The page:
Grace manages to convince the witch to give her a trial -- to cast the 100 (and a half) spells that are in the witch's grimoire. If Grace can do this before next spring, the witch will take her on as her apprentice. If not, then the witch will take away any talent Grace has for magic. It's a challenge that seems insurmountable, but Grace is as determined as she is melodramatic and with the help of a few friends, she works through the task.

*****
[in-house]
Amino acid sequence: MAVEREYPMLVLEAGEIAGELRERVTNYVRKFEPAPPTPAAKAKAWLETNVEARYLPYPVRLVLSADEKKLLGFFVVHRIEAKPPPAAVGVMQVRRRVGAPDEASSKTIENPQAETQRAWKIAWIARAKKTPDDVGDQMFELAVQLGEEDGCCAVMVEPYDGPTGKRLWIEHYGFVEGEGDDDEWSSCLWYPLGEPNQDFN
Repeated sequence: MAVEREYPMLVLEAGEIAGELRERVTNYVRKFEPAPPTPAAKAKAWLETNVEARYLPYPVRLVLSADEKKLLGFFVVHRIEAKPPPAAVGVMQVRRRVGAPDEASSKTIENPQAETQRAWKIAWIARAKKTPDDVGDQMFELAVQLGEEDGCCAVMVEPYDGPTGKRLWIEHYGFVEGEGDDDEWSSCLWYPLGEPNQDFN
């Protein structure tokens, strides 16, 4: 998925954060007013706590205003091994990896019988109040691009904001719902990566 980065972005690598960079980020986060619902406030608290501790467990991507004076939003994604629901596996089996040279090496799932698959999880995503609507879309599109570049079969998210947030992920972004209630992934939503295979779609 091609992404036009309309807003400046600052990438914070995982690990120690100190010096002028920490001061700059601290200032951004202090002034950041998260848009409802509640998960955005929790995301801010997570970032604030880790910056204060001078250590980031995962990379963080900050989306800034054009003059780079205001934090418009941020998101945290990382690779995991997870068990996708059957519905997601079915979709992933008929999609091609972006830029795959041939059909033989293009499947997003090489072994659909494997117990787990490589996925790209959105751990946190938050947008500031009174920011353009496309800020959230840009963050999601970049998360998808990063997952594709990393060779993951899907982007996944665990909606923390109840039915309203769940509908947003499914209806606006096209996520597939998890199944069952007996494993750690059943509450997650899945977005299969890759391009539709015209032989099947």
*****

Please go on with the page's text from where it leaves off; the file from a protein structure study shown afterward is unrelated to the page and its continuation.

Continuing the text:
Some elements of the story will feel quite familiar. Inspired by the classic Anne of Green Gables, many of Grace's adventures (from smashing the school bully with her slate to accidentally intoxicating her best friend) are taken from Anne Shirley's mishaps. The setting on Prince Edward Island is also the same. But Grace, while prone to Anne's loquaciousness and inspired imagination, is an aspiring witch and this story is magic fantasy with faeries, ghosts, and spirits. That Fawcett manages to also work in the themes of imagination and found homes is a marker of the cleverness of this novel and a testament to the universality of the inspiration.